You’d imagine $100,000 hotel rooms to only be found in exotic resorts in the most far-flung realms of the world—but there are some sitting on a college campus in central Texas.
Texas A&M University is in the process of building a hotel across the street from its 100,000-capacity football field, the fourth-largest stadium in the US, where its undergraduate team plays six or seven games each year. This week, the college is holding auctions and lotteries for the right to reserve individual rooms in the hotel on any day for the next 10 years—and the starting points for bids on the top floor are as high as $475,000. (Buyers also get their name engraved on a plaque on the door.)
Exorbitant as the price tags are, university officials say more than 750 Texas A&M alumni have expressed interest in the program so far—with a fair number of that group already putting down $5,000 deposits.
The guaranteed rooms are similar to the personal seat licenses that some professional sports team offer for purchases to dedicated fans. It is a clever business move on the school’s part. Hotels are scarce in the area, thousands of spectators flock to campus for every football game, and several other colleges already offer guaranteed room programs, though none commanding such high prices. “In college sports, it’s kind of an arms race,” Phillip Ray, Texas A&M’s vice chancellor of business affairs, said to the Wall Street Journal (paywall). He added that the school plans to auction off the hotel name to a corporation for additional revenue, and that “we think the naming right is worth north of $20 million.”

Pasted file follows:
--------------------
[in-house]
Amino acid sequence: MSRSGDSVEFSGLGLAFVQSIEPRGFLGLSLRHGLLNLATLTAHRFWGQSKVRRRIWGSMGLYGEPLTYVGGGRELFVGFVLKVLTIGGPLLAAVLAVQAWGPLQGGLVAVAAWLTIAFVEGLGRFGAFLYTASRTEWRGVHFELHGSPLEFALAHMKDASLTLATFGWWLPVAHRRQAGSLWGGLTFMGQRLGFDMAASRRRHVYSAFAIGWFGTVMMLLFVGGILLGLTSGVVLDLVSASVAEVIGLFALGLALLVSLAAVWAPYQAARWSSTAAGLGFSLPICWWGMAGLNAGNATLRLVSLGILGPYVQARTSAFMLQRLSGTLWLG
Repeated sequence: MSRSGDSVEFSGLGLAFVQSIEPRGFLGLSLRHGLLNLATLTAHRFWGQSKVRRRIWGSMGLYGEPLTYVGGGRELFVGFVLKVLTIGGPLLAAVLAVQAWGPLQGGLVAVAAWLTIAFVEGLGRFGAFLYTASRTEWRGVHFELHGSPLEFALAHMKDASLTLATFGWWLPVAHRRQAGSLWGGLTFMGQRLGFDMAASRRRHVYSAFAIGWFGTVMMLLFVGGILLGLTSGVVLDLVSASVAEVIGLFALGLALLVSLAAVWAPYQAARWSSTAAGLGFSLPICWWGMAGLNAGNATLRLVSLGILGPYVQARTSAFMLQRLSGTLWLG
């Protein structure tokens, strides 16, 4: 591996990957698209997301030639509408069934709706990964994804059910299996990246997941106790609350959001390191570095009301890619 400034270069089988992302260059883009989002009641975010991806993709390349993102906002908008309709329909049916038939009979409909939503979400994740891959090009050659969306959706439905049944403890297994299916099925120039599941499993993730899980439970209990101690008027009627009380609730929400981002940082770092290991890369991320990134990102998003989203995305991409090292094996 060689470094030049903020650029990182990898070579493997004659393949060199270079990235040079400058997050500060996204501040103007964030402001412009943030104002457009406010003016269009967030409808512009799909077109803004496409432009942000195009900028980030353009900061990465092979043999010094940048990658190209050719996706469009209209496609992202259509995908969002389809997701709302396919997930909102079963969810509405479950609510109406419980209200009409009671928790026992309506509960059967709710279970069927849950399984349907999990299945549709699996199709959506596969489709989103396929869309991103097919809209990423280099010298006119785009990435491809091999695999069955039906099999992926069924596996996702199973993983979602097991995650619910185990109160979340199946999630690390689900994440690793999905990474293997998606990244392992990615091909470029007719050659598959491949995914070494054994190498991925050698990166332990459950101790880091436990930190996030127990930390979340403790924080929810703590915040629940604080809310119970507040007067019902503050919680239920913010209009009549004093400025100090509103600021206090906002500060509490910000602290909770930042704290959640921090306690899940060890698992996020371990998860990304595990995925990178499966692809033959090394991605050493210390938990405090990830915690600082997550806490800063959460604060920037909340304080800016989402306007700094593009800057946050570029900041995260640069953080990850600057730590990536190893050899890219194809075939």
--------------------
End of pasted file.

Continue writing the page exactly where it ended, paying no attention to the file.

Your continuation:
Yet the high going rates for rooms in the yet-unbuilt hotel also speak to something broader, and more troubling: America’s fanatical love of college football. The sport has been attacked for decades for its physical danger and damaging social culture—especially at the college level, with young students at risk instead of professional, salaried athletes. That Texas A&M alumni are willing to pay upward of $475,000 just to guarantee accommodations at football games is proof that doing away with the system would be no easy task.